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Dublin: 14°C Thursday 7 July 2022

'Car vs pedestrian' and a 10-foot fall - a Saturday shift on a Dublin ambulance

We spent a night with paramedics from Dublin Fire Brigade and here’s what we saw…

Image: © TheJournal.ie

FOR THE MEN and women of the Dublin Fire Brigade, a Saturday ambulance shift can mean hours of back-to-back callouts at incidents ranging from a person who’s had too much to drink, to a serious collision or cardiac arrest.

The shift starts at 6pm, ending at 10am the next morning and for one night only TheJournal.ie got in on the action, following the fire service paramedics from the station in Dolphin’s Barn, Dublin.

By 7.30pm, the crew on ambulance D24 – Darren O’Connor and Derek Clare – have already been to two incidents and are only back at the station fifteen minutes before being called to the scene of a collision in the city centre.

The injured man had serious lacerations on his face and had broken two of his teeth. Paramedics said the severity of his injuries could have been reduced had he been wearing a helmet while cycling.

In incidents like this, the use of a neck brace and spinal board is paramount. Even though the patient was standing and walking around, there was still the possibility of a spinal injury.

The job of the paramedics in this case is to protect his spine and completely immobilise him until he can be assessed further at the hospital.

11-year-old boy with possible spinal injuries

As soon as the two paramedics have cleaned up at the hospital and alerted the control room that they are available, they are sent to a housing estate where a young boy has fallen off a high wall onto a railings. One of the fire trucks from Dolphins Barn has been sent on ahead to stabilise him.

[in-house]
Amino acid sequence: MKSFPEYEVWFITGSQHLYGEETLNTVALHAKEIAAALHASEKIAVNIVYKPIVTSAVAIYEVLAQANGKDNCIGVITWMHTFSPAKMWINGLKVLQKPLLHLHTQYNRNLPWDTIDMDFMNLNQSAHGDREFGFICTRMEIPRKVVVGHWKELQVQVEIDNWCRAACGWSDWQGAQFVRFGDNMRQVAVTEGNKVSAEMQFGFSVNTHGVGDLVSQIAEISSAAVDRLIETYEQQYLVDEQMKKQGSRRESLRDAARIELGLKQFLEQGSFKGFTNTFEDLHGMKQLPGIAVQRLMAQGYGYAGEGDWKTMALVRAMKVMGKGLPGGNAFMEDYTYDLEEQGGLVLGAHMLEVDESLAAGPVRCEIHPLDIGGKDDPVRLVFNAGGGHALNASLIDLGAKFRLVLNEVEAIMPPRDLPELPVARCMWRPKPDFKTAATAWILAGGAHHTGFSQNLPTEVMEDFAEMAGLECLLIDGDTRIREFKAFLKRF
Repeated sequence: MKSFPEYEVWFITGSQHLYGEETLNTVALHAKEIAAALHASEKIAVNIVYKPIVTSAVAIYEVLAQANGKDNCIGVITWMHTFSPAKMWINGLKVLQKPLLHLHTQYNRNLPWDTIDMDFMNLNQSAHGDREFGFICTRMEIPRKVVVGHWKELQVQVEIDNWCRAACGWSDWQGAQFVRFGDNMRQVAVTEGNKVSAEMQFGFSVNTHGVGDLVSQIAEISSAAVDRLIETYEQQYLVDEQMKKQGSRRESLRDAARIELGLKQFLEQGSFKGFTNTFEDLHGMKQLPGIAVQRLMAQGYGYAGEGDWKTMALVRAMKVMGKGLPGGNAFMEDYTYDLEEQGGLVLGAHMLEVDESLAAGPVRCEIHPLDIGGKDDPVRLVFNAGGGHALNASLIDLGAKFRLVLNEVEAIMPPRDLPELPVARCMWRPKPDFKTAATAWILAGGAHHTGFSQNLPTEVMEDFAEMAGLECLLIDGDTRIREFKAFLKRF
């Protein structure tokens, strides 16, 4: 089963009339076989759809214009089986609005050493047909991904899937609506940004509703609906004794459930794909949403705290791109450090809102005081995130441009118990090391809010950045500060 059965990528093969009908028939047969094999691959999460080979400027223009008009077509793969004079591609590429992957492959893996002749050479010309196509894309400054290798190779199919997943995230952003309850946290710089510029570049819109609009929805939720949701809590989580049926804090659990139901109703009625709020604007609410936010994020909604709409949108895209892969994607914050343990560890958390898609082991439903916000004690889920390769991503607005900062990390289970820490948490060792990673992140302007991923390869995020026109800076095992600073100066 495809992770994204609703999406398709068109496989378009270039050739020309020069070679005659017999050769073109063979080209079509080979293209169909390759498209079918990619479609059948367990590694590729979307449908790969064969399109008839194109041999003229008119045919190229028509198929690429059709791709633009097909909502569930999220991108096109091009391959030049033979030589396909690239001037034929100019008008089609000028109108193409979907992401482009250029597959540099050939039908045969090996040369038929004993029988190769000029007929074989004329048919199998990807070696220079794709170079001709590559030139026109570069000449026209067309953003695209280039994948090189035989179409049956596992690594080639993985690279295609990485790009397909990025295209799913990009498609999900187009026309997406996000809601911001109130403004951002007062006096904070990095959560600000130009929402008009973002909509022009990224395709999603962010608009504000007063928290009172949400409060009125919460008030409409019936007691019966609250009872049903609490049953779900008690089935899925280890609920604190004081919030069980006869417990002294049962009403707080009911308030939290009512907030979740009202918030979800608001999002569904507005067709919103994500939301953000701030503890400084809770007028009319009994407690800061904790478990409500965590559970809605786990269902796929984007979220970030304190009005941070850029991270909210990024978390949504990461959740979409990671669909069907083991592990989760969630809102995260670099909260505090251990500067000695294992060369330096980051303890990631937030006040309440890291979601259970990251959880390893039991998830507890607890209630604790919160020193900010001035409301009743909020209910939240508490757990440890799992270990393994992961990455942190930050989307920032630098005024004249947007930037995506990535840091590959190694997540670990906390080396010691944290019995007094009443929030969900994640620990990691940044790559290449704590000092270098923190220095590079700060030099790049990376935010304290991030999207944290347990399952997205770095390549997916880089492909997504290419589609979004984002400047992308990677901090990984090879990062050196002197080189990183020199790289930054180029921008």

Dealing with children can be challenging as paramedics said they can ‘compensate’ – maintaining stable blood pressure and vital signs – and then rapidly deteriorate, so they have to be monitored constantly.

It’s also important to reassure them more, come down the the child’s level and keep their parents by their side as much as possible to reduce their anxiety.

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In the instance of a fall from such a height, the likelihood of a spinal injury it high so again paramedics took precautions to protect the boy’s spine before transporting him to Crumlin Hospital.

Once they have handed over the patient at the hospital, they alert the control room and wait for the next case, knowing that a busy night awaits them.

- All images and video © TheJournal.ie with thanks to Penny-Merelle Gray.

Keep an eye out for the second part of our  ambulance series tomorrow as we follow the crew’s shift all through the night and into the early hours in a busy city centre. Hint – it involves a lot of alcohol.

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